MICHAEL MCDONALD
Blue Obsession

Ramp Records
Keswick Theater, Glenside, PA

Easily one of the most distinctive voices of the 70s, Michael McDonald’s soulful baritone can woo a crowd, evoke a tear (or two) and hustle up some serious rhythm and blues. For fans of the white-haired crooner it’s been seven long years since he’s added to his diversified discography and over three years since he has performed before a Philadelphia crowd. It was with no surprise that he packed the house in Glenside and made good by delivering a richly textured and diversified package of old hits and new selections from his current release, Blue Obsession.

McDonald’s ability to craft traditional pop, blues, and R&B started in the early 70s as a keyboard session man with Donald Fagan and Walter Becker (Steely Dan). His career took a swift climb after joining the Doobie Brothers in 1977 and hitting Grammy pay dirt with the group’s eighth album, Minute By Minute. The string of hits that followed catapulted the Doobies into rock stratosphere. Suddenly in 1982, McDonald announced he was leaving to pursue a solo career. A year later "If That’s What It Takes" verified McDonald as a song writing master craftsman and launched his highly successful solo venture. Over the years he’s worked with Quincy Jones (USA for Africa), Patti LaBelle, Kenny Loggins, Ambrosia, James Ingram, Christopher Cross, and many others. This very prolific era for McDonald is well represented in his live set with "Takin’ It To The Streets", "What A Fool Believes", "Minute by Minute", "You Belong To Me", "Real Love", "On My Own", "Sweet Freedom", "I Keep Forgetting", and "Ya Mo Be There".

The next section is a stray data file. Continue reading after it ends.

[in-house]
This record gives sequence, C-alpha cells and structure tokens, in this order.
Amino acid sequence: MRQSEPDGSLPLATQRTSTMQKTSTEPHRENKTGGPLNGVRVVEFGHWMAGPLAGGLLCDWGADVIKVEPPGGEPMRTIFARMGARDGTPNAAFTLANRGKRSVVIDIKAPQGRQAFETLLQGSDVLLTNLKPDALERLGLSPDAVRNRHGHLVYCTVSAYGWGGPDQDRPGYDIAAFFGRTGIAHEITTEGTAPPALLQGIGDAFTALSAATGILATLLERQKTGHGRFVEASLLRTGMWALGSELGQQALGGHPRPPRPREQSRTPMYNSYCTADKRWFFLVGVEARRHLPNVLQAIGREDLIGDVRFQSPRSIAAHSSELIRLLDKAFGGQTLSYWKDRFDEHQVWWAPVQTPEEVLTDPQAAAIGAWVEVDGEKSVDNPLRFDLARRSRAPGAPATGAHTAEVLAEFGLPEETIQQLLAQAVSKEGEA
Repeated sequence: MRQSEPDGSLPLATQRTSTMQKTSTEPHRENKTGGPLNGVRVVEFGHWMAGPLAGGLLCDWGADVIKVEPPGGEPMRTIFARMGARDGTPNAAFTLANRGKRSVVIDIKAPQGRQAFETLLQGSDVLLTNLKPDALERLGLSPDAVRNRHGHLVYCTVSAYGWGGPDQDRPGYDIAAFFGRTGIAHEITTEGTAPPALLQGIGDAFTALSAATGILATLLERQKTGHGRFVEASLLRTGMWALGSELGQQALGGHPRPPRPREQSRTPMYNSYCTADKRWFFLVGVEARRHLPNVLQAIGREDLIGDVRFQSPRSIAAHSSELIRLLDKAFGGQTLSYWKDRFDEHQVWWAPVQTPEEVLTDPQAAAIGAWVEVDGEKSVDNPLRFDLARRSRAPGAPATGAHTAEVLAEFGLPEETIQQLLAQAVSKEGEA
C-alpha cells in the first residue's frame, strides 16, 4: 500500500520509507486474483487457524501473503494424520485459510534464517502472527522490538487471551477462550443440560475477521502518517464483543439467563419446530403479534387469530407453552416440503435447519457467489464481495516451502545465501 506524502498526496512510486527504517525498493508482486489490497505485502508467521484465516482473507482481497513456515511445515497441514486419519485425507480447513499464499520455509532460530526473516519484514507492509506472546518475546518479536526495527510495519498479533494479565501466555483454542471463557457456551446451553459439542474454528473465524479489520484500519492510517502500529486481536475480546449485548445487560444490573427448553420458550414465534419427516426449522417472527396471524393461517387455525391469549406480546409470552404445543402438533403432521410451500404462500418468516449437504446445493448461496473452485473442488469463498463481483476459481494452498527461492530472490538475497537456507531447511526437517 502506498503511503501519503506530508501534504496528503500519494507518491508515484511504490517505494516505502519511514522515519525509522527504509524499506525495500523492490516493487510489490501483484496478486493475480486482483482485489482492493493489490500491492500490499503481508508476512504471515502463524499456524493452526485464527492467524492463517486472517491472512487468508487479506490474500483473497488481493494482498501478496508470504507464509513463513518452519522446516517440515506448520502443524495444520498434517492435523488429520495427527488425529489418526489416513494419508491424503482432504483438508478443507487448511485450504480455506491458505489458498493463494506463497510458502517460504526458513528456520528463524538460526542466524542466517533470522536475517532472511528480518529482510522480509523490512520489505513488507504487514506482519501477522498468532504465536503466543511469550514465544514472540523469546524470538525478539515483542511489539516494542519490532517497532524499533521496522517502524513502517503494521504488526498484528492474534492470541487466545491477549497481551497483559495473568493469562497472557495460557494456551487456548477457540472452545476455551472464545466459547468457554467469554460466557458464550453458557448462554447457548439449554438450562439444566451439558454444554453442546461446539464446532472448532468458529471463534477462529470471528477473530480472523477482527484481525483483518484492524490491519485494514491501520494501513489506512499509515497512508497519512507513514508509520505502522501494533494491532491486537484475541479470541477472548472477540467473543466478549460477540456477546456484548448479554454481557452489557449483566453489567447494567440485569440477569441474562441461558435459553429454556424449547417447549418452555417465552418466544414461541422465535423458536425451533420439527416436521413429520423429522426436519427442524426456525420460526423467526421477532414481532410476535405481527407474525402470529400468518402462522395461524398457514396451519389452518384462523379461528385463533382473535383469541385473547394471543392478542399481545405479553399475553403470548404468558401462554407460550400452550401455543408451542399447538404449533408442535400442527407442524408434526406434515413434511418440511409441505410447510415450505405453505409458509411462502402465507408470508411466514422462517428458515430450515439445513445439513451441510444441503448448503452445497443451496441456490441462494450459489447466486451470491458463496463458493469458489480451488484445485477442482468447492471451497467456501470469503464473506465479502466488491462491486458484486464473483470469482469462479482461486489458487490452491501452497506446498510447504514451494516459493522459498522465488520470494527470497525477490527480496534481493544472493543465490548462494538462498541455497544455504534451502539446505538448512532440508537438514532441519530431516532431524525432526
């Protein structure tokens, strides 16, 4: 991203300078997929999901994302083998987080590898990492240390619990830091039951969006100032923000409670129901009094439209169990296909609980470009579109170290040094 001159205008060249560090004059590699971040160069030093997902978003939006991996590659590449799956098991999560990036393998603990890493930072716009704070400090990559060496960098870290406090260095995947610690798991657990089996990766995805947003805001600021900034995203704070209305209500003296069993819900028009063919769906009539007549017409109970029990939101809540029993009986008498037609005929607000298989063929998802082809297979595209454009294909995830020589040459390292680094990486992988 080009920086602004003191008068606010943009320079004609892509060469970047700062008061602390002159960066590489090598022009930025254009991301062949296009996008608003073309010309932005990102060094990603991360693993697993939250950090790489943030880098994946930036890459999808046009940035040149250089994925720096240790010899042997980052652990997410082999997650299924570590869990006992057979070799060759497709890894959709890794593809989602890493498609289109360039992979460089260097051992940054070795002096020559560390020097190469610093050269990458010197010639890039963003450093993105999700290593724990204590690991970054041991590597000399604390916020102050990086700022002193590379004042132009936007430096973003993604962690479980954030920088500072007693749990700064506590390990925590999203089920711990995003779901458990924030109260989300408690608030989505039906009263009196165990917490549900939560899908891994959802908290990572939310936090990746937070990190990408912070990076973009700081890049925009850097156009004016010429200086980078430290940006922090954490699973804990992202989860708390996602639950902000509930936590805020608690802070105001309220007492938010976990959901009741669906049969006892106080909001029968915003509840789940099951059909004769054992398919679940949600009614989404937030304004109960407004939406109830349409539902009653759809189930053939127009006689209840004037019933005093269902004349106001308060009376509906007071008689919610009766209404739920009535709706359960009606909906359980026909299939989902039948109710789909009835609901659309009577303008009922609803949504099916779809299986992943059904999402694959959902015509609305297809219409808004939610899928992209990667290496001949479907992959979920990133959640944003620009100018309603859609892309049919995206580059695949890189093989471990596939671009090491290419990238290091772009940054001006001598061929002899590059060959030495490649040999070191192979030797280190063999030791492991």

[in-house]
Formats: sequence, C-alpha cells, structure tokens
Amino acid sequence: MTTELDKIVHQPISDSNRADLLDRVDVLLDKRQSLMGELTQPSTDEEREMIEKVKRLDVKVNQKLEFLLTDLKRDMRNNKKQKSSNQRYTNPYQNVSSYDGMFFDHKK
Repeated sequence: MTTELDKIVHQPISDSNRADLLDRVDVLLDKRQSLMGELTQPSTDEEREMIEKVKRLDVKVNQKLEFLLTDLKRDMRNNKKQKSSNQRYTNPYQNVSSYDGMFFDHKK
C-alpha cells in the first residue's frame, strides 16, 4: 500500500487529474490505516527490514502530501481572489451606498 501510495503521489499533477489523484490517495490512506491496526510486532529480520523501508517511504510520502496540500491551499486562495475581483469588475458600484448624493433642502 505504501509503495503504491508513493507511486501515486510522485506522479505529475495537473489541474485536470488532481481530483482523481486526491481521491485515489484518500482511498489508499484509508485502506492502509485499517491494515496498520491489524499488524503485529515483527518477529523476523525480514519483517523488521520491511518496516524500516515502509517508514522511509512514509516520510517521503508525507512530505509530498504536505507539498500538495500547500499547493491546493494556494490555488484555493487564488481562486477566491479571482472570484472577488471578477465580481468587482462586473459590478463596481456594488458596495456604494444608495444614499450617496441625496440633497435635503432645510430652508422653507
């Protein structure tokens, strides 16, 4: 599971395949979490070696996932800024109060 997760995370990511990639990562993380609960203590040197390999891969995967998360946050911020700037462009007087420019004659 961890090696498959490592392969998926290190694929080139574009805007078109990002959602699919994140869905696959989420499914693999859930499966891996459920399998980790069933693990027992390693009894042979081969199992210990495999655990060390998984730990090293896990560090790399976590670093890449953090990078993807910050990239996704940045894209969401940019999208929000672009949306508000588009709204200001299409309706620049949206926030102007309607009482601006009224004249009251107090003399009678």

The layers created in McDonald’s show are intoxicating. They radiate a sophisticated, distinctive sound with accessible melodic hooks, complex harmonies, time signatures, and a devotion to the music that influenced his life. Blue Obsession takes equal prominence as the keyboardist introduces the title cut, No More Love to Be Found and Build Upon it, all new compositions from an album long overdue.

Blue Obsession is the first disc released on Ramp Records, the California label co-founded by McDonald and singer/actor/artist Jeff Bridges, as well as producer/singer/songwriter/studio designer, Chris Pelonis. “It is a pretty straight-up R&B record,” quotes McDonald on his website. “I like to think it’s not too different, except in recording technique, from the old Stax-Volt, Chess, and Motown Records.”

The five-time Grammy Award winning singer, songwriter, and keyboardist has defined his career by collaborations with other musicians. On this CD, McDonald seeks to showcase some new and shining talent by including Wendy Moten, Tommy Sims, Bernie Chiaravalle, Chris Pelonis, and a host of other musicians.

Joining McDonald on stage were Bernie Chiaravalle (g), Charles Frichtel (b), Marc Harris, his wife of twenty years Amy Holland McDonald (v), Vince Denham (sax), and Yvette Preyer (d), with whom he sang a duet on No Love to Be Found. McDonald closed the show with a rousing version of Neil Young’s Down By The River.

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Michael McDonald